The British have had a tough time of the pandemic over the past year. Not only do they have some of the worst Covid-19 statistics on the planet, the Brits have been forced to endure Christmas, New Year and now Easter under a strict lockdown.
Their impressive attempt at vaccination and hopes of a summer holiday have pulled the British through, but recent news that holidays are to be banned until July has taken away what little hope remained for millions in the UK. Here’s a look at their tough new anti-travel laws, and why there still may be hope for British travelers on the horizon.
UK’s Foreign Holiday Ban – What Travelers Should Know
Under the details of the UK’s current lockdown, travel abroad is not permitted, with the official government website stating that citizens must stay at home and that it is illegal to travel for holidays. This has been the case for months now, with the UK in the harshest of its three lockdowns since the start of the pandemic.
British travelers had pinned hopes on just a few more weeks of lockdown when Boris Johnson, the Prime Minister of the UK, revealed his roadmap out of lockdown. The roadmap stated that foreign travel could be an option from May 17th, and the UK saw a deluge of bookings for holidays this summer as the travel-starved Brits dreamed of sunnier climes. However, following the recent announcement, it seems that the Brits may have a longer wait on their hands than first anticipated.
British travelers will have to delay their travel plans even longer after a draft law published yesterday revealed that leaving the UK without a valid reason will be illegal until June 30. Valid reasons include for purposes of work, education or for health reasons. Under the draft law, those who travel to a port or an airport with the intention of leaving for a holiday run the risk of facing a fine of £5,000 ($6900). The ban has been extended until June 30th.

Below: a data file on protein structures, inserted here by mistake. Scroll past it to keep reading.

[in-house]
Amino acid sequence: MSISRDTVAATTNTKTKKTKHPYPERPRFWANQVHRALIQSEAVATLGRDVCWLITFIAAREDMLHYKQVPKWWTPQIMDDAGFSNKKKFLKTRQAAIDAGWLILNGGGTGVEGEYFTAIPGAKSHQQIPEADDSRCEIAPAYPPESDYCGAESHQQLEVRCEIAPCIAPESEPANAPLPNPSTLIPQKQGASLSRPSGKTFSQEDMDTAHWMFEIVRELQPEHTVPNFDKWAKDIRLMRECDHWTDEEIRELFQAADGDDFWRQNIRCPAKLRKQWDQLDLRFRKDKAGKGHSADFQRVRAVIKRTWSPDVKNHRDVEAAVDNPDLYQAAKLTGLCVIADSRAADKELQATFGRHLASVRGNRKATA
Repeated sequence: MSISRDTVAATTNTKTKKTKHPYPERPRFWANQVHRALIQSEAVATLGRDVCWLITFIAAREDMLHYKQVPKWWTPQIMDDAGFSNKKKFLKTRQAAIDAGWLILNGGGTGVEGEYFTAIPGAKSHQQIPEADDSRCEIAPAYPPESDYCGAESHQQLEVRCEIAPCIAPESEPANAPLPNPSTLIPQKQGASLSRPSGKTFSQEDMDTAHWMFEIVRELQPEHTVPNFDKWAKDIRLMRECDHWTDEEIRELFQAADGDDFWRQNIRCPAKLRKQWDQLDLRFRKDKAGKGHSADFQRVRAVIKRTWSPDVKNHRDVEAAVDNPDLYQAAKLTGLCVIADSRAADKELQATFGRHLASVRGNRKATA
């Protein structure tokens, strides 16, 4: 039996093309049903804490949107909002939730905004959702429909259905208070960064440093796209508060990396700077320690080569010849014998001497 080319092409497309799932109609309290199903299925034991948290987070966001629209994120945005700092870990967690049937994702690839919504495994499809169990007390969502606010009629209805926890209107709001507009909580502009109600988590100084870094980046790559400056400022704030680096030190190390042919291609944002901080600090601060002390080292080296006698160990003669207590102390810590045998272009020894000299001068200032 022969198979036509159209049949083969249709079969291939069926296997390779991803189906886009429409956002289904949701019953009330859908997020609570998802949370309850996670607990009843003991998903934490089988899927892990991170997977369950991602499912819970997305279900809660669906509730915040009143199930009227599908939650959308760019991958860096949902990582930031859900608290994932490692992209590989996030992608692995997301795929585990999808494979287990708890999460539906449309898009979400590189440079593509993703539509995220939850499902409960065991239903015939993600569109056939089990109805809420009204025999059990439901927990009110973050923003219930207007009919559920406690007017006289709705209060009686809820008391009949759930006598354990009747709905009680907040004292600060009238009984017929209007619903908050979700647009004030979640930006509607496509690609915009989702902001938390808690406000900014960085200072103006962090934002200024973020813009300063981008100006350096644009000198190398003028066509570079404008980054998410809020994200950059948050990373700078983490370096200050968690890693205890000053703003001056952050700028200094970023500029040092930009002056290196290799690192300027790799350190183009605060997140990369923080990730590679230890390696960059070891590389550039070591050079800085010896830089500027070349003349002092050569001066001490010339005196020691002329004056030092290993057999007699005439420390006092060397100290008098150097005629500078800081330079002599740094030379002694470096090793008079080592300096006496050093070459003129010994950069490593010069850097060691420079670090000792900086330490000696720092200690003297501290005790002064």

The news emerges following a series of interviews with senior British politicians who were wary of the continued threat of the virus and its effect on the chances of foreign travel for British citizens. Member of Parliament Helen Whately warned people to “hold fire” with regards to bookings, whilst Boris Johnson and Health Secretary Matt Hancock spoke of their worries of the “third wave” of the virus landing on British shores.
Why British Travelers Should Be Optimistic
Whilst the extension of the ban might seem like the end of the world – or, at least of summer travel plans – for British travelers, there is some cause for optimism to be found.
Whilst it’s not a good sign that the ban has been extended, government officials have been quick to remind people that this extension was for legislative convenience, rather than a specific ban reacting to the Covid-19 situation around the world. The government is still scheduled to meet in April to decide the future of travel for British travelers – so with an increase in vaccinations and a better global Covid-19 situation in place by then, British travelers may yet find themselves in some much-needed sunshine.
Secondly, government offices are hard at work finding a solution to letting people travel abroad, with a color-coded “traffic light” plan based on the status of vaccine passports recently surfacing in the press. Should such a plan come to fruition and provide adequate safeguards to both British travelers and those at home, the government may well bow to the pressure of the British public, aviation industry and the tourism sector and allow Brits to travel sooner rather than later.
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This article originally appeared on TravelOffPath.com